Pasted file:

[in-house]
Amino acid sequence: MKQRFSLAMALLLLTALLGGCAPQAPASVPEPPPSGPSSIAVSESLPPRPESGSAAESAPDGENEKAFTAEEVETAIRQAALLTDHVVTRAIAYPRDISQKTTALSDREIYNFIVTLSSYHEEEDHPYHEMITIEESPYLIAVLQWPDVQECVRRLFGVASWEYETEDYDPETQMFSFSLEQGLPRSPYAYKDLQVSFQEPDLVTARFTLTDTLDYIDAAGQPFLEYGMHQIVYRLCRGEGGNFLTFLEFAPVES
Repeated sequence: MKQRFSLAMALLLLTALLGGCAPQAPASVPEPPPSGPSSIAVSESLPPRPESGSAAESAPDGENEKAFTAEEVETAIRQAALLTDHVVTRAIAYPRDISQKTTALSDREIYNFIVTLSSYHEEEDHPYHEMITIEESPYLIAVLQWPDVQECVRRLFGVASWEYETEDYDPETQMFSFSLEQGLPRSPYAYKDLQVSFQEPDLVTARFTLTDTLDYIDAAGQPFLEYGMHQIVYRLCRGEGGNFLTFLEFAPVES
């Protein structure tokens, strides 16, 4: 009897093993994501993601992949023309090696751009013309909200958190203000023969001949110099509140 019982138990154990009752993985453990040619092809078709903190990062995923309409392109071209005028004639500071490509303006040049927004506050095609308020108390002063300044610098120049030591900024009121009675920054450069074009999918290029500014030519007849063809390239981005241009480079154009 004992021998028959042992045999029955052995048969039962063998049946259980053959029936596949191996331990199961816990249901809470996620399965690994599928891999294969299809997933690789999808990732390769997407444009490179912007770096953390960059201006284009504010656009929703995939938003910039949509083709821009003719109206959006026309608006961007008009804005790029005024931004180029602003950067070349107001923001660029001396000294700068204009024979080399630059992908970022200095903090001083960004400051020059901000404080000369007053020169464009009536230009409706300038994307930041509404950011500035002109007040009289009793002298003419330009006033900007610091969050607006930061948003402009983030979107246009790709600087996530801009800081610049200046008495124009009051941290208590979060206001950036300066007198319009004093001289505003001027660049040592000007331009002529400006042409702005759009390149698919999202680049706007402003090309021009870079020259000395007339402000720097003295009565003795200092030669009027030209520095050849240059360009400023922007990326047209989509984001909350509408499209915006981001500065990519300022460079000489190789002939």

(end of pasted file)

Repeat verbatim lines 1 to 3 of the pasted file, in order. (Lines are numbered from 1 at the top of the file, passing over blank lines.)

[in-house]
Amino acid sequence: MKQRFSLAMALLLLTALLGGCAPQAPASVPEPPPSGPSSIAVSESLPPRPESGSAAESAPDGENEKAFTAEEVETAIRQAALLTDHVVTRAIAYPRDISQKTTALSDREIYNFIVTLSSYHEEEDHPYHEMITIEESPYLIAVLQWPDVQECVRRLFGVASWEYETEDYDPETQMFSFSLEQGLPRSPYAYKDLQVSFQEPDLVTARFTLTDTLDYIDAAGQPFLEYGMHQIVYRLCRGEGGNFLTFLEFAPVES
Repeated sequence: MKQRFSLAMALLLLTALLGGCAPQAPASVPEPPPSGPSSIAVSESLPPRPESGSAAESAPDGENEKAFTAEEVETAIRQAALLTDHVVTRAIAYPRDISQKTTALSDREIYNFIVTLSSYHEEEDHPYHEMITIEESPYLIAVLQWPDVQECVRRLFGVASWEYETEDYDPETQMFSFSLEQGLPRSPYAYKDLQVSFQEPDLVTARFTLTDTLDYIDAAGQPFLEYGMHQIVYRLCRGEGGNFLTFLEFAPVES